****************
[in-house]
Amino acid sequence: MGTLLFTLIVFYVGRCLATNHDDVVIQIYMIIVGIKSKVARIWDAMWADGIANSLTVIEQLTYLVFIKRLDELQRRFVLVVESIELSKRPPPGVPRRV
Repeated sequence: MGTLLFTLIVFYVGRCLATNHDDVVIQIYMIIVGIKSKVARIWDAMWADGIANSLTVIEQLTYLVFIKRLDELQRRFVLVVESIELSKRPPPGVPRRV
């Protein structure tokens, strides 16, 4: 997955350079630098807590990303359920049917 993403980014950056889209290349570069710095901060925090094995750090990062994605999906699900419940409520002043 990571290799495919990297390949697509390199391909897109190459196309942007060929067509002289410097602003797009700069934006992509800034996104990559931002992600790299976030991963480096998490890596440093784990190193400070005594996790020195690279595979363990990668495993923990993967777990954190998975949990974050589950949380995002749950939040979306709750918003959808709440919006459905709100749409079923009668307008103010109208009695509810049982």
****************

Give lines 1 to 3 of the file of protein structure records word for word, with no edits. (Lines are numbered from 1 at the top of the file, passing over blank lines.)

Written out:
[in-house]
Amino acid sequence: MGTLLFTLIVFYVGRCLATNHDDVVIQIYMIIVGIKSKVARIWDAMWADGIANSLTVIEQLTYLVFIKRLDELQRRFVLVVESIELSKRPPPGVPRRV
Repeated sequence: MGTLLFTLIVFYVGRCLATNHDDVVIQIYMIIVGIKSKVARIWDAMWADGIANSLTVIEQLTYLVFIKRLDELQRRFVLVVESIELSKRPPPGVPRRV